Uses for Each Nailer

While 21 degree nailers can be used for many applications, professionals commonly use these nailers for siding, framing, decking, and sheathing. This type of nailer uses slightly thicker nails, which provides more holding power which is ideal for the above mentioned applications.

Similarly, 30-degree nailers are also commonly used for framing, decking, and siding. However, you can also use this nailer for general woodworking. The versatile and lightweight design of 30 degree nailers allows this nailer to create various types of wood joints.

A green and black colored nailer near a white wall on a gray carpet

In Summary

While 21 and 30 degree nailers are more compact than other types, 30 degree nailers are more compact and versatile than 21-degree models. The powerful design of 21 degree nailers makes them ideal for construction projects requiring more holding power. However, 21 degree nailers hold fewer nails than 30-degree models.

30 degree nailers are more lightweight and compact, making them ideal for smaller woodworking projects at home. While the cost of these nailers will depend on factors like brand, model, and features, 21 degree nailers tend to be more expensive due to the more powerful design and heavy-duty uses.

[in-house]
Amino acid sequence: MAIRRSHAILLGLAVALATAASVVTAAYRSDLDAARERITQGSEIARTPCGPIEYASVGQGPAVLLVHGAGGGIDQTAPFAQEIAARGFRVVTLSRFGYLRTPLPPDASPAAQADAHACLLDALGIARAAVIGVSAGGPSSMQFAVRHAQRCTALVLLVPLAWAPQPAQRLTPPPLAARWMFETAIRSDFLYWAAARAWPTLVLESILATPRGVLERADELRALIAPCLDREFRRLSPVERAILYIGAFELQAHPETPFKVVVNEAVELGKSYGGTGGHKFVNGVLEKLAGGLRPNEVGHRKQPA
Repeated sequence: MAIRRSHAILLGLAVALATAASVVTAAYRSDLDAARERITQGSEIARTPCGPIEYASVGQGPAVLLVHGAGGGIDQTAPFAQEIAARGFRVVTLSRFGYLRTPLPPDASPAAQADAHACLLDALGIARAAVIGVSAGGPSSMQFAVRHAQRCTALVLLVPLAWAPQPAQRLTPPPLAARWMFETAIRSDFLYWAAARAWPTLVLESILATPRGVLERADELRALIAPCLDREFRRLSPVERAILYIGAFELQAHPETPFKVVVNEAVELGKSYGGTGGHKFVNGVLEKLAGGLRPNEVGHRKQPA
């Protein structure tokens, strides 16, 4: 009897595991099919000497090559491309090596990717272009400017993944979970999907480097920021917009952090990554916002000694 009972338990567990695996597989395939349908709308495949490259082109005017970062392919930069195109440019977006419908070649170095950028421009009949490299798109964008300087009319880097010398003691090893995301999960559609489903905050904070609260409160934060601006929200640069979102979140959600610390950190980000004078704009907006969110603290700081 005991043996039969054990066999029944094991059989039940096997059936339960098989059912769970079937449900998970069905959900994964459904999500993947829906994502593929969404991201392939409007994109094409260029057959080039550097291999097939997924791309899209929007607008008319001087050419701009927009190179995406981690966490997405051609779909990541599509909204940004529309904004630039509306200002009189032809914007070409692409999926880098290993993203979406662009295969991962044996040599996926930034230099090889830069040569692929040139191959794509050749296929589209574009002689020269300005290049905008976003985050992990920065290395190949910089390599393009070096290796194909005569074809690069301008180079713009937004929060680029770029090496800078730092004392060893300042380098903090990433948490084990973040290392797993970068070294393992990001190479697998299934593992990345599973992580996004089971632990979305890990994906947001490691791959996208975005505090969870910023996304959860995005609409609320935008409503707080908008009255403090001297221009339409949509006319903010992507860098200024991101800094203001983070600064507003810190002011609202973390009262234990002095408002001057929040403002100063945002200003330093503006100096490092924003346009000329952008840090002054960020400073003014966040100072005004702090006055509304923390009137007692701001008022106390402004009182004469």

Frequently Asked Questions

These are some of the other questions we frequently come across when 21 and 30 degree nailers are discussed.

Why Do Nailers Use Different Angles?

Since both 21-degree and 30-degree nailers drive nails straight into materials, many people have questioned why nailers use different angles. Ultimately, collating nails at an angle onto plastic or paper strips lets you fit more nails per strip and ensures your tool doesn’t need to be reloaded constantly. Angled nailers are also more compact and lightweight than straight nailers.

Does a Nailer’s Angle Affect the Angle the Nails Are Driven At?

The degree angle of a nailer does not affect the angle at which nails are driven into materials. Both 21-degree and 30-degree nailers will drive nails straight into surfaces. The degree angle refers to the nail collation, which is how the nails are held together on strips that are loaded into the nailer’s magazine.

What Are Other Common Nailer Angles?

Besides 21 and 30 degree nailers, 15 degree nailers are among the most popular options. These nailers use nails held in wire coil strips and angled at 15 degrees. Like 21 degree nailers, the nails have rounded heads. Professionals commonly use heavier 15 degree nailers for work on wall studs and floor joists.

Can 21 Degree and 30 Degree Nailers Be Used Interchangeably?

While both 21 and 30 degree nailers have similar designs and are used for similar functions, you shouldn’t use these tools interchangeably. For the best results, use the angled nailer instead of the straight nailer that’s better suited to your intended uses. You should also consider your preferred nail collation type!

21 vs 30 Degree Farming Nailers


The main differences between 21 degree and 30 degree nailers are how the nails are collated and the common uses for each tool. 21 degree nailers use strips of plastic-collated nails and are commonly used by construction professionals. 30 degree nailers are lighter, more compact, and use strips of paper-collated nails that are ideal for a variety of woodworking projects.